Benchmarks: July 11, 1997: Neanderthal DNA unraveled

On July 11, 1997, six scientists announced they had sequenced DNA from a Neanderthal fossil. It was the first time anyone had analyzed the genetics of an extinct hominin, and the findings gave paleoanthropologists a new perspective on Neanderthals’ place in the human family tree.
The team, led by Svante Pääbo, then at the University of Munich in Germany, recovered the DNA from an upper arm bone. The bone was part of a collection of fossils discovered in 1856. Quarrymen working in the Feldhofer Cave in Germany’s Neander Valley found 16 bone fragments — including a skullcap, ribs, arms, legs and part of a hip — from several different individuals. The bones resembled human bones, but there were some striking differences: The skull had pronounced brow ridges and a low, sloping forehead, and the limb bones were extraordinarily thick.
11 Jul 2010

Blogging on EARTH: Ancient whale with a big bite named for Moby Dick author

In a Peruvian desert, scientists discovered the fossils of an extinct whale with a big bite. The whale's teeth and jaws were so powerful that it feasted on other whales.

30 Jun 2010

Do impacts trigger extinctions? Impact theory still controversial

The revolution started with a bang in 1980. For some, this revolution became a religion, even an orthodoxy. The true believers became proselytes and began to see signs supporting their viewpoint everywhere. But each time the proselytes claimed to have found yet another example in support of their “religion,” naysayers and doubters emerged. Two sides formed, each loudly castigating and questioning their opponents.

This back-and-forth ideological debate describes both the historical and still-ongoing struggle over a purported cause of mass extinctions: the meteor impact theory.

23 Jun 2010

Third hominin coexisted with modern humans and Neanderthals

Modern humans and Neanderthals lived side by side on the Eurasian landscape for tens of thousands of years — but it turns out they weren’t alone, much to researchers’ surprise. A team of researchers has found a hominin bone in a Siberian cave containing DNA that doesn’t match up with either known hominin species at that time, the researchers reported in Nature today, indicating that these humans shared the continent with a third, unknown hominin.

24 Mar 2010

Tetrapod tracks reset timing of four-legged evolution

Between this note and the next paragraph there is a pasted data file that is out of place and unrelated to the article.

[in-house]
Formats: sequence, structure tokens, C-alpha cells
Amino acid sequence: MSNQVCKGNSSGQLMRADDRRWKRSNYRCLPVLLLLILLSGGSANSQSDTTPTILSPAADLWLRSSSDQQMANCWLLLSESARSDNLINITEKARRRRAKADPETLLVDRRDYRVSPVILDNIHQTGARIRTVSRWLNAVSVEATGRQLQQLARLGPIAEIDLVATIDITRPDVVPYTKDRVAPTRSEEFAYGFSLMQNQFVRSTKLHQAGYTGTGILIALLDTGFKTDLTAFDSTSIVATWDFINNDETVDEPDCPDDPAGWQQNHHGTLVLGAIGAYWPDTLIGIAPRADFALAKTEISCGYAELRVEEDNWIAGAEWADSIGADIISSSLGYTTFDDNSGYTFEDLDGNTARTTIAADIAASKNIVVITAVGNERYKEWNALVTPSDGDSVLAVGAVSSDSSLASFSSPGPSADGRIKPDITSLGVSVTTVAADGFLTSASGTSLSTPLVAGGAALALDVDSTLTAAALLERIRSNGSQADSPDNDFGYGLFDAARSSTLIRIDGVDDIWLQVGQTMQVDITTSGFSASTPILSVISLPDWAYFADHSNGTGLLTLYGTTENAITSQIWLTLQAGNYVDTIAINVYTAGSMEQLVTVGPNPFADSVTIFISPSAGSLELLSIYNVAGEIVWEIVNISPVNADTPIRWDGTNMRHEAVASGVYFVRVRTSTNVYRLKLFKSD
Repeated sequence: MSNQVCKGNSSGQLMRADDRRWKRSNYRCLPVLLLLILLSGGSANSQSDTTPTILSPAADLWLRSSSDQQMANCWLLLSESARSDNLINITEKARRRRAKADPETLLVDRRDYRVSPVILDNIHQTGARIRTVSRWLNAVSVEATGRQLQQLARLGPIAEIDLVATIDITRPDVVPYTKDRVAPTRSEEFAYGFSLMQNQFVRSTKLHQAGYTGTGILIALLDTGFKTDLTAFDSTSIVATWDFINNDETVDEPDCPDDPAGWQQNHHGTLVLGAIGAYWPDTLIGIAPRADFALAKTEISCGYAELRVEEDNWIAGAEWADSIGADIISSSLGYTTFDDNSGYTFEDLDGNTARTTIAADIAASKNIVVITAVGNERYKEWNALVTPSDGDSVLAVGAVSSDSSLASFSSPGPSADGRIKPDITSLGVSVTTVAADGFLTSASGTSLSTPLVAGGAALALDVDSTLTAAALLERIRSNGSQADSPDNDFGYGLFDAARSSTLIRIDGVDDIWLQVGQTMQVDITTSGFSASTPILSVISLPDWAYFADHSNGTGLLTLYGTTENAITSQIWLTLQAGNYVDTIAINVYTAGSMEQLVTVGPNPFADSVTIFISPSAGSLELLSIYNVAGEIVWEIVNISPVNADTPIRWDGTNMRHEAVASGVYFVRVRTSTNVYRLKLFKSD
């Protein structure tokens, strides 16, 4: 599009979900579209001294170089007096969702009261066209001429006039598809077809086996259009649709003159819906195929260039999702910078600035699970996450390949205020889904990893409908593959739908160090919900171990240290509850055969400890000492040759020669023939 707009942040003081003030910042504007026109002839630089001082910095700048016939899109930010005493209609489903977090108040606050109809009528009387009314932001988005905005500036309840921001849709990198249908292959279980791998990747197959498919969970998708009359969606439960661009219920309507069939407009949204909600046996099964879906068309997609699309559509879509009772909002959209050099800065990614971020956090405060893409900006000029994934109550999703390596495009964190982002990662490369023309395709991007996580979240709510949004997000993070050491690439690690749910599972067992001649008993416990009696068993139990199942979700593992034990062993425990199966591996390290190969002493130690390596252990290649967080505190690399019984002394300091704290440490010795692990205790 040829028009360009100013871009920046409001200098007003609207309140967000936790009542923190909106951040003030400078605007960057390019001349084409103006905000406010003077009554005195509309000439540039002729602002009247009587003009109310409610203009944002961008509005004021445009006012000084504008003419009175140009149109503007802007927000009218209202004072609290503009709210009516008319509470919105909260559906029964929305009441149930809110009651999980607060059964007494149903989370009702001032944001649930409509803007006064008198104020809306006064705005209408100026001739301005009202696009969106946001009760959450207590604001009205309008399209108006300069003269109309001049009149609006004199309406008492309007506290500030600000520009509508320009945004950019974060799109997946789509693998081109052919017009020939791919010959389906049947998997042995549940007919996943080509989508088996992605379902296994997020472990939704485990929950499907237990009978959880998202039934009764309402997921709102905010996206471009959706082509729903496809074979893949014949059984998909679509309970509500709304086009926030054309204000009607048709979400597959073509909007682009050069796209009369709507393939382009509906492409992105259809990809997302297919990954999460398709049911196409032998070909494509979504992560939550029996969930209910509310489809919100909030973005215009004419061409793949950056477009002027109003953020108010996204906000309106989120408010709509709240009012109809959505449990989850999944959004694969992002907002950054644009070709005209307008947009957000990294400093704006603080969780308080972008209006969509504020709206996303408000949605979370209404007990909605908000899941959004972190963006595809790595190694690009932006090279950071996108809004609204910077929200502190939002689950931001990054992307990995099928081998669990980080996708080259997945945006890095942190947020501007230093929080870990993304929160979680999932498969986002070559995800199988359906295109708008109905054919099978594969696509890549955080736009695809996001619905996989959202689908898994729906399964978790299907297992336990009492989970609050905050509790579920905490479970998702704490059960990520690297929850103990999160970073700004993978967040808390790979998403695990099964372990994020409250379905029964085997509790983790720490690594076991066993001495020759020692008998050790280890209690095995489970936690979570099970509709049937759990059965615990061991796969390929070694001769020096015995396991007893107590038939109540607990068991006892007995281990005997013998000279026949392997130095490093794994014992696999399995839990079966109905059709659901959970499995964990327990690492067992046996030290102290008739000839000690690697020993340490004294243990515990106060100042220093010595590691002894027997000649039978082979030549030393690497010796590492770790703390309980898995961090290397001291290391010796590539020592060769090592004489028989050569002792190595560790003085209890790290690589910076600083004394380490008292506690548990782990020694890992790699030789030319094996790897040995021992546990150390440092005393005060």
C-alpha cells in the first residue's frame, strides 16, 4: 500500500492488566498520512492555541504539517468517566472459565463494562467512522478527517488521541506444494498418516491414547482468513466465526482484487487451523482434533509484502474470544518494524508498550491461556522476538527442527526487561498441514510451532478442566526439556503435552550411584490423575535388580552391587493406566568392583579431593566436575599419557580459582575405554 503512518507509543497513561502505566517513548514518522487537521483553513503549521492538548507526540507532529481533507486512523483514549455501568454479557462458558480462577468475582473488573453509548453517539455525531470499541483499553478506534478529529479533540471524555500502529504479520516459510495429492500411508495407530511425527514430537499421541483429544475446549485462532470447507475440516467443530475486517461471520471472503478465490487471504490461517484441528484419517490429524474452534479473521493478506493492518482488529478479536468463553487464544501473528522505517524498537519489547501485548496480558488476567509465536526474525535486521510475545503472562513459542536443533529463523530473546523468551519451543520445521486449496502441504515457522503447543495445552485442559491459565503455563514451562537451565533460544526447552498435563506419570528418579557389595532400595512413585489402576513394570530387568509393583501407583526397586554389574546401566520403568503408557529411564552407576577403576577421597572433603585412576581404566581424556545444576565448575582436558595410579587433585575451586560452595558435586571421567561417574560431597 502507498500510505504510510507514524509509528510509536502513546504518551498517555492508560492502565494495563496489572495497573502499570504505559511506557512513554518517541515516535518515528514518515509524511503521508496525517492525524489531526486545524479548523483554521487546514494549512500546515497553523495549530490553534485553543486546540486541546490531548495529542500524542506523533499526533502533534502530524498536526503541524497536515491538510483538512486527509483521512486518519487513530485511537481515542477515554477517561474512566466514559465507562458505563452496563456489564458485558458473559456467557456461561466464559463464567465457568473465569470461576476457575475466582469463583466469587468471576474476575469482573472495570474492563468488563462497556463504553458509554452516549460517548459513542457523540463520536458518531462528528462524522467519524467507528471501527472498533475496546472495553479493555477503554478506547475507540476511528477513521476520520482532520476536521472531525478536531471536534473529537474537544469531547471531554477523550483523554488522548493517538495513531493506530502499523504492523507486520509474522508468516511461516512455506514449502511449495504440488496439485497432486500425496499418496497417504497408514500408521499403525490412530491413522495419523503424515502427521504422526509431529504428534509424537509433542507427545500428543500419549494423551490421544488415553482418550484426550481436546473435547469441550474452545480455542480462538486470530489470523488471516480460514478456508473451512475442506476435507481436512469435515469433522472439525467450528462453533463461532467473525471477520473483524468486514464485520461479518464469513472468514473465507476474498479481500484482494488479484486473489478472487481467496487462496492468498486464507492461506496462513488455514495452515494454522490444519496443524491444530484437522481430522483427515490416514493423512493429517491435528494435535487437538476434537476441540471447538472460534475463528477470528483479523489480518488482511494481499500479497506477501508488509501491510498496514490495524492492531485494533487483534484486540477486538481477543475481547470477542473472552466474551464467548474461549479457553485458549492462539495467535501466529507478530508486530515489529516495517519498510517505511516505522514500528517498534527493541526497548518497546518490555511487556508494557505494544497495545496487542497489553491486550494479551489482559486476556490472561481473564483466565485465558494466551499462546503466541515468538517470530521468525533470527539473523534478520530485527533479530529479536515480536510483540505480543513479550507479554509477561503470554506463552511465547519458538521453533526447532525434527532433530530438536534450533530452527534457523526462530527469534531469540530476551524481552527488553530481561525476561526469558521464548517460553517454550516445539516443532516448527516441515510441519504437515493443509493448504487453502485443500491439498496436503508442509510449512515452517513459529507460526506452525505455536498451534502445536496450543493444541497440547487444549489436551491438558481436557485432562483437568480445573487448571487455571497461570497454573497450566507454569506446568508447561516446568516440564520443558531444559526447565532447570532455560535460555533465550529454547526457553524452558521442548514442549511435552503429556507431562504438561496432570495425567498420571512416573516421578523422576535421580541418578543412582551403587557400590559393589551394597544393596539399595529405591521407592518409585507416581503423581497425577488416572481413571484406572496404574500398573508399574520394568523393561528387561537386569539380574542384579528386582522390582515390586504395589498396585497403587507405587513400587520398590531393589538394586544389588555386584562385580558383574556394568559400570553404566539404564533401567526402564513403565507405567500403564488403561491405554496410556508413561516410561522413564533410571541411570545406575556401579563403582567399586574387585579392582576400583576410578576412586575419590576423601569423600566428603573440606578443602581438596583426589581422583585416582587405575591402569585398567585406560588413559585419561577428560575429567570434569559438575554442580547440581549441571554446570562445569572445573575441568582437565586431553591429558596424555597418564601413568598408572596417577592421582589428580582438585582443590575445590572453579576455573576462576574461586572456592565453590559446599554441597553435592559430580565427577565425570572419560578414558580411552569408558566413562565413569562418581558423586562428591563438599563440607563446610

About 18 million years earlier than they were thought to exist, tetrapods — vertebrates with four limbs instead of fins — walked in what is today Poland. A new study published in Nature describes tracks belonging to a tetrapod in a Polish tidal flat, dating to the Middle Devonian period, about 395 million years ago. The discovery may prompt scientists to completely reassess the environment, origins and timing of early tetrapods.

07 Jan 2010

Dinosaurs' active lifestyles suggest they were warm-blooded

Whether dinosaurs were warm-blooded or cold-blooded has been a long-standing question in paleobiology. Now, new research on how two-legged dinosaurs walked and ran adds new evidence to the argument for warm-bloodedness, and suggests that even the earliest dinosaurs may have been warm-blooded.

11 Nov 2009

Are birds dinosaurs? New evidence muddies the picture

In 1861, German paleontologist Christian Erich Hermann von Mayer excavated the fine-grained limestone layers of a quarry near Solnhofen, Germany. The 150-million-year-old limestone had already proven promising for finding fossils: A year earlier, von Mayer had found the imprint of a single feather preserved in the rock. But this time, he discovered something more spectacular: an entire skeleton of what appeared to be an ancient bird.

31 Oct 2009

New cousin joins primate family tree - but it's also no missing link

Blogging on EARTH

Darwinius — the purported primate “missing link” that made headlines last spring — is back, sort of. Scientists have now found a close cousin of the primate — and they say the new fossil is no more a missing link than Darwinius was.

21 Oct 2009

Before Lucy: Older hominid Ardi challenges thinking about human evolution

Lucy, the 3.2-million-year-old Australopithecus afarensis fossil, has long been the poster child for early human evolution. But now she’ll have to share the spotlight with an even older hominid. After spending the last 15 years studying an ancient hominid species about the size of a chimpanzee, scientists revealed details about the 4.4-million-year-old Ardipithecus ramidus in a press conference today.

01 Oct 2009

Mini-T. rex fossil found in China

The Tyrannosaurus rex — arguably the most famous dinosaur of all time — was also one of the most efficient predators to ever walk on Earth. With its powerful jaws, large eyes, strong hind limbs and even tiny arms, the T. rex was uniquely designed to swiftly run down and dispatch prey. But on Wednesday, scientists announced that those characteristic T. rex features were not as unique as once thought: A new fossil find shows that 60 million years earlier, a T.

17 Sep 2009